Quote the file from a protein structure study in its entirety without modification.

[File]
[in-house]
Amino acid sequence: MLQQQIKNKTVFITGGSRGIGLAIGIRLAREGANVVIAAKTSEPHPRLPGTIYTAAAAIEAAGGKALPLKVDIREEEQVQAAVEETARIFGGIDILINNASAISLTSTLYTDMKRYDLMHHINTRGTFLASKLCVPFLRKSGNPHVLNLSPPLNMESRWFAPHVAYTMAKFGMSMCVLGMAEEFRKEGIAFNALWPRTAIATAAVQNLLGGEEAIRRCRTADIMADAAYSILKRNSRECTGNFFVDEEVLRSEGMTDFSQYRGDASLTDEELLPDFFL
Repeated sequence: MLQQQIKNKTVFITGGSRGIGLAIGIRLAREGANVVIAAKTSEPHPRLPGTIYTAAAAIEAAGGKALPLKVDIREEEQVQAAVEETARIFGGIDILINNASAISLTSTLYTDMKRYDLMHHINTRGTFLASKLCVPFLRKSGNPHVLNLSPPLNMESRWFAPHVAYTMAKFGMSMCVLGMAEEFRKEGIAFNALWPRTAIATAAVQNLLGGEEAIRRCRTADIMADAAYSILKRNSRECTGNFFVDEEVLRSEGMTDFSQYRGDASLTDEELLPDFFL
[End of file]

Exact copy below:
[in-house]
Amino acid sequence: MLQQQIKNKTVFITGGSRGIGLAIGIRLAREGANVVIAAKTSEPHPRLPGTIYTAAAAIEAAGGKALPLKVDIREEEQVQAAVEETARIFGGIDILINNASAISLTSTLYTDMKRYDLMHHINTRGTFLASKLCVPFLRKSGNPHVLNLSPPLNMESRWFAPHVAYTMAKFGMSMCVLGMAEEFRKEGIAFNALWPRTAIATAAVQNLLGGEEAIRRCRTADIMADAAYSILKRNSRECTGNFFVDEEVLRSEGMTDFSQYRGDASLTDEELLPDFFL
Repeated sequence: MLQQQIKNKTVFITGGSRGIGLAIGIRLAREGANVVIAAKTSEPHPRLPGTIYTAAAAIEAAGGKALPLKVDIREEEQVQAAVEETARIFGGIDILINNASAISLTSTLYTDMKRYDLMHHINTRGTFLASKLCVPFLRKSGNPHVLNLSPPLNMESRWFAPHVAYTMAKFGMSMCVLGMAEEFRKEGIAFNALWPRTAIATAAVQNLLGGEEAIRRCRTADIMADAAYSILKRNSRECTGNFFVDEEVLRSEGMTDFSQYRGDASLTDEELLPDFFL